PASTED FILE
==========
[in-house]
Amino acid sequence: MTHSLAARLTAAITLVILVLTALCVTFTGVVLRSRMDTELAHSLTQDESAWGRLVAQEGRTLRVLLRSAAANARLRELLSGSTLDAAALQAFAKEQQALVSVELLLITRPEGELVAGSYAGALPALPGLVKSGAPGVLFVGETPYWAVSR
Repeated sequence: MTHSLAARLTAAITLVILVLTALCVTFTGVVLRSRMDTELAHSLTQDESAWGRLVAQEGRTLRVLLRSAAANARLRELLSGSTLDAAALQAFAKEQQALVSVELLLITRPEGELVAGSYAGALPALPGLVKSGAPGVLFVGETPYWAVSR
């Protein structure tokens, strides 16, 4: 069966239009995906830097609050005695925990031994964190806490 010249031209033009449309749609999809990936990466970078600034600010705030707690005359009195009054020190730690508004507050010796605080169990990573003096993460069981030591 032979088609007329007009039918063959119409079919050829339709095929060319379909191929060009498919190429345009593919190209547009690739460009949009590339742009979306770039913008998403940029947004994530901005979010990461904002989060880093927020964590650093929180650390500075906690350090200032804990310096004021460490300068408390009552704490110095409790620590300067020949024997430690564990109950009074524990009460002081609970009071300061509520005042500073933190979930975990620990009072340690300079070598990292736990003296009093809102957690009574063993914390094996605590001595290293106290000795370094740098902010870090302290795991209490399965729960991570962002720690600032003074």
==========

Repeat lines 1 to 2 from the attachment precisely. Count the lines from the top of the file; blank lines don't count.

[in-house]
Amino acid sequence: MTHSLAARLTAAITLVILVLTALCVTFTGVVLRSRMDTELAHSLTQDESAWGRLVAQEGRTLRVLLRSAAANARLRELLSGSTLDAAALQAFAKEQQALVSVELLLITRPEGELVAGSYAGALPALPGLVKSGAPGVLFVGETPYWAVSR